- Academic Affairs
- Administration and Finance
- Center for Health and Homeland Security
- Center for Information Technology Services
- Communications and Public Affairs
- Community Engagement
- Government Affairs
- Human Resource Services
- Office of Philanthropy
- Operations and Planning
- Police and Public Safety
- President's Office
- Research and Development
- University Counsel
Materials that are to be decontaminated should be carried to the autoclave in closed, leak-proof containers. Containers used to hold material while being autoclaved are described below.
- Secondary Containers
- Plastic Containers
Polypropylene is a durable, inexpensive plastic resin that is commonly used to contain material during autoclaving. Polypropylene plastic pans with 6- to 12-inch sides are favored over polyethylene and polystyrene because polypropylene can withstand autoclaving without melting.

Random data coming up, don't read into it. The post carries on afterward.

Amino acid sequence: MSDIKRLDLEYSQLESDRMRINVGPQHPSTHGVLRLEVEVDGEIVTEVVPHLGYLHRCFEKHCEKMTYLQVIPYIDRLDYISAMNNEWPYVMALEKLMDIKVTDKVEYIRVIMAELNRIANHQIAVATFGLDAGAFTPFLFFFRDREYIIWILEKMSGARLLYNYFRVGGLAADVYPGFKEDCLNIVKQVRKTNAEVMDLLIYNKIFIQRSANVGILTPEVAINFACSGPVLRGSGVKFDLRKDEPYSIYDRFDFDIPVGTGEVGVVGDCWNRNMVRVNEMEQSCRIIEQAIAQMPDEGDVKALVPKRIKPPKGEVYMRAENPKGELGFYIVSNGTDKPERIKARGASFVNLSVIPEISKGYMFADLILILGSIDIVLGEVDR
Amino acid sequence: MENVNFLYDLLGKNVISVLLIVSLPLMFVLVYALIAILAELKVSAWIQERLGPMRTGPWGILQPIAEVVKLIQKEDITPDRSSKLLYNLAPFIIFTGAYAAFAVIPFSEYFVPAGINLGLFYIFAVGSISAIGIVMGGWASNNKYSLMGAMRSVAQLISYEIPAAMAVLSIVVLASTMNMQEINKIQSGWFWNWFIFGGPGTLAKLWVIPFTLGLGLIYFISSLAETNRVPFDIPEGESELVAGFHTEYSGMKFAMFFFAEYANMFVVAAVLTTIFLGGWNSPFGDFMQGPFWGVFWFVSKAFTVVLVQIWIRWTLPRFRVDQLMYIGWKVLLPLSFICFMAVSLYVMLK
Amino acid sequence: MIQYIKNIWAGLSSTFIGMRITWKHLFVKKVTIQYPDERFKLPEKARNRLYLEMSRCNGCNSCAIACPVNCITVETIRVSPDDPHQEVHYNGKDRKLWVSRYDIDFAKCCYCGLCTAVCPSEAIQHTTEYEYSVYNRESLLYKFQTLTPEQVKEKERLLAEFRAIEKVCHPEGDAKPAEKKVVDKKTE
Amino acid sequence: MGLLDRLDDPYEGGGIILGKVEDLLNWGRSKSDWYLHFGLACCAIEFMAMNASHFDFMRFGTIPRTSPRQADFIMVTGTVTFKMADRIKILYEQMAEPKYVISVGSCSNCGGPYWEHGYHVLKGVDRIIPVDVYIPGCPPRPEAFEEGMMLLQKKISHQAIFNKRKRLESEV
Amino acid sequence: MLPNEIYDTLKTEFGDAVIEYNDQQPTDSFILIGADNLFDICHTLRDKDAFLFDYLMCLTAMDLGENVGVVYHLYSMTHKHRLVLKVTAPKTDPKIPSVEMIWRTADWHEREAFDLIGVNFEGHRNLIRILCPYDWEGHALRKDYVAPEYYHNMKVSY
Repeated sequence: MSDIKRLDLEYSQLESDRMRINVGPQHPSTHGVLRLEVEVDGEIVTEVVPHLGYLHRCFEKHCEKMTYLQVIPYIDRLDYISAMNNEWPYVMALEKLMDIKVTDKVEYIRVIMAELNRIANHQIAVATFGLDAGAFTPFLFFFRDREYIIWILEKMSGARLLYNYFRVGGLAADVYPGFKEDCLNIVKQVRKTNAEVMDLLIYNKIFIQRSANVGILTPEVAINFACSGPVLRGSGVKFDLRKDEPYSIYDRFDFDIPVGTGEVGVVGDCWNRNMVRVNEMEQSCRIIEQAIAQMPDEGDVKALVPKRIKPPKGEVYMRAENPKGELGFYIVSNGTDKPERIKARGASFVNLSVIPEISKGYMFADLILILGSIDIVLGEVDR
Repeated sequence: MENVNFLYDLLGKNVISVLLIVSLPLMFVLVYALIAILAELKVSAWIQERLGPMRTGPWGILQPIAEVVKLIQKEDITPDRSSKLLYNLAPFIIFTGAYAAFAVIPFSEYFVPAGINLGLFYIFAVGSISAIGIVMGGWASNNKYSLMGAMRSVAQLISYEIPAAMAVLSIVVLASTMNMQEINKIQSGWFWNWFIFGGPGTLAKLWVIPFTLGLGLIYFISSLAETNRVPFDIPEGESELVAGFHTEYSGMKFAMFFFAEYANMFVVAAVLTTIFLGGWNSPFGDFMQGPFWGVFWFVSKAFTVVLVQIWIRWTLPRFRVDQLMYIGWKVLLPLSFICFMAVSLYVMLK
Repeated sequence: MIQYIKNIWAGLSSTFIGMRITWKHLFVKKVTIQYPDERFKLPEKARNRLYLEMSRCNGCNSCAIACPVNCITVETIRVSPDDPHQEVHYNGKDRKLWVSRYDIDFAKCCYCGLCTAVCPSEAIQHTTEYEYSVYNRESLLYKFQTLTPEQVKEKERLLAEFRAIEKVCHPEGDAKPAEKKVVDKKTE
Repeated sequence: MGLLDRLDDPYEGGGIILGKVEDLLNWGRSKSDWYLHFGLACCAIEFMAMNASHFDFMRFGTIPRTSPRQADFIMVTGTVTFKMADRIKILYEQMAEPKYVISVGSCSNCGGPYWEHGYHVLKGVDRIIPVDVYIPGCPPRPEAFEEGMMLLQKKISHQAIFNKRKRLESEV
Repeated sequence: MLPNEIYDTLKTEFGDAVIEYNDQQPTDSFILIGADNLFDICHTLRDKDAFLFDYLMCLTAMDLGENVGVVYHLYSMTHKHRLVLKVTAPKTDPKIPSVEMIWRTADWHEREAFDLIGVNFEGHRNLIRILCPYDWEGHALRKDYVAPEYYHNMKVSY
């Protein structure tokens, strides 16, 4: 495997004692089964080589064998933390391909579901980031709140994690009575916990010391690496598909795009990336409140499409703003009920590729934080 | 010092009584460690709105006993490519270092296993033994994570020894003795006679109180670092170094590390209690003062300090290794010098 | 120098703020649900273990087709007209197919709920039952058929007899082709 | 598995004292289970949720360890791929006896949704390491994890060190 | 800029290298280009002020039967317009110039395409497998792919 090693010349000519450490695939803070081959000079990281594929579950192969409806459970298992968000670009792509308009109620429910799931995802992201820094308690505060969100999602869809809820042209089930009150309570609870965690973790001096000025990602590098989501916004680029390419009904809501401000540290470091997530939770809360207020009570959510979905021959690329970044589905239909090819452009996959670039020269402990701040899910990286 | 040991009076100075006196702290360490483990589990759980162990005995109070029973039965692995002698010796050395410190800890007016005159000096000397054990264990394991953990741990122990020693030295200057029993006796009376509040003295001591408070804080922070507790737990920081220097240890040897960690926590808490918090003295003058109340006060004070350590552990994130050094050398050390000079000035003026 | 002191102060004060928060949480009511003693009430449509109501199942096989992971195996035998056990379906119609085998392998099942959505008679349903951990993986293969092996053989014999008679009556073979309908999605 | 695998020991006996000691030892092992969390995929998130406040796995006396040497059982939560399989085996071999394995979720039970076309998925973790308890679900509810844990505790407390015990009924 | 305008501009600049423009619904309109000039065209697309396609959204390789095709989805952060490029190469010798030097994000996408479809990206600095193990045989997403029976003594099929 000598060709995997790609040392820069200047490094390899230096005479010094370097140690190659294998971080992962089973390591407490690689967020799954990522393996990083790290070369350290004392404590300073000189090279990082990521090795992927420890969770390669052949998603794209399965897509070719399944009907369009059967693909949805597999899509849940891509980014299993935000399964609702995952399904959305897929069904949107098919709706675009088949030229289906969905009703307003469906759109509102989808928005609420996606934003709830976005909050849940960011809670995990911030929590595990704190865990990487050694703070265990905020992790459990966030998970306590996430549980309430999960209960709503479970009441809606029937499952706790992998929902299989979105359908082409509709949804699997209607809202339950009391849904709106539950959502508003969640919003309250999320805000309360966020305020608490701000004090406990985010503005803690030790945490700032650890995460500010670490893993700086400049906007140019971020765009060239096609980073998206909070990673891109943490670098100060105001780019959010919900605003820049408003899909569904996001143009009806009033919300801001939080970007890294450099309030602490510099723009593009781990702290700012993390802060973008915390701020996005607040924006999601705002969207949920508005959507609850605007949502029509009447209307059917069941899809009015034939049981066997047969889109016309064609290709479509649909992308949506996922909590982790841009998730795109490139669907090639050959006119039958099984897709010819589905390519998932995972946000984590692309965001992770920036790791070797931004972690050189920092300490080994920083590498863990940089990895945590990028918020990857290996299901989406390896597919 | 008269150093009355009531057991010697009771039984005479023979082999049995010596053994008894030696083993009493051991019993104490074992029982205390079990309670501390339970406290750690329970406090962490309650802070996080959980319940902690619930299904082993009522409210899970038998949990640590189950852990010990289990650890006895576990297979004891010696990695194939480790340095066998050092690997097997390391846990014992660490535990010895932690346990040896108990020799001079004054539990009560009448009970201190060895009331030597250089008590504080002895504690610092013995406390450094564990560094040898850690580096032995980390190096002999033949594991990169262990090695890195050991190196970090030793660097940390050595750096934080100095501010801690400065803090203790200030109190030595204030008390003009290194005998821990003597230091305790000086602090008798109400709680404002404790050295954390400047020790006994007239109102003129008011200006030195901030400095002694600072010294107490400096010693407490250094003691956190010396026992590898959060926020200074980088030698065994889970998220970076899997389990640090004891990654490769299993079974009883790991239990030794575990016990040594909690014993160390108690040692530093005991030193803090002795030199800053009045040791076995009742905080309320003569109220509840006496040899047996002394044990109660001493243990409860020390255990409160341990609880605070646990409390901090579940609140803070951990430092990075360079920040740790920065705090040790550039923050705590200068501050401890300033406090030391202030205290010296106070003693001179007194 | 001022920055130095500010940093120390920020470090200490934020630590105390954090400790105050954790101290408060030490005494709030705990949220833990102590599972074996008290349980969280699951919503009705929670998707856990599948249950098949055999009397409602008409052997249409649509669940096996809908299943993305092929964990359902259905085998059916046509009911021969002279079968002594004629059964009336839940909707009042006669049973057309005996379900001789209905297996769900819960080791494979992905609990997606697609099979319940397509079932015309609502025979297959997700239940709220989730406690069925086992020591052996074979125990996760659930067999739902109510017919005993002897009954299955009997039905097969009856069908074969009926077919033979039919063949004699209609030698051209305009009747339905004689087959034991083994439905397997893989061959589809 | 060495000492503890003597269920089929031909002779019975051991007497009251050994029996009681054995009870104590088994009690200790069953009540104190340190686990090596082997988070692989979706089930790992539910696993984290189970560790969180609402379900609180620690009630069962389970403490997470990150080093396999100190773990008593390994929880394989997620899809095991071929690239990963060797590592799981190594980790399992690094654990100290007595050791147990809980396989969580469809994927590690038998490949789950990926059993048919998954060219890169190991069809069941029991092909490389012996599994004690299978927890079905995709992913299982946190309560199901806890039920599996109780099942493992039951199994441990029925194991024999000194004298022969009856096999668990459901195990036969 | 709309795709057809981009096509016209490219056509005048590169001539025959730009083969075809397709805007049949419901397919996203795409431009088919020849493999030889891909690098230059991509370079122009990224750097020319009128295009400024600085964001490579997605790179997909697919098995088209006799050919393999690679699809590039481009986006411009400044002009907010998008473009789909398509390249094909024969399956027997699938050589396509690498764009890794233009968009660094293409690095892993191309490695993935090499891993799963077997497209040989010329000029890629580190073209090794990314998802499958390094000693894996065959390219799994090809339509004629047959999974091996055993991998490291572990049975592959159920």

Note: When using polypropylene containers, add extra processing time to the autoclave decontamination cycle because polypropylene does not conduct heat well.
- Stainless Steel Containers
Stainless steel containers are durable and come in a variety of sizes and shapes. Stainless steel is a good conductor of heat. Where waste containment is mandatory, stainless steel containers may be the container of choice because they are durable. Restaurant supply companies are a good source for these types of pans.
- Primary Containers
- Plastic Autoclave Bags
Polypropylene bags are used to contain materials during decontamination cycles within autoclaves. Also known as “biohazard bags” or “autoclavable bags,” they come in a wide variety of sizes, shapes and colors.
Autoclave bags are usually placed in polypropylene or stainless steel pans during decontamination cycles to catch liquids that may drain out of the bag.
Autoclave bags must be left open or loosely closed during decontamination procedures to allow steam to penetrate into the bag.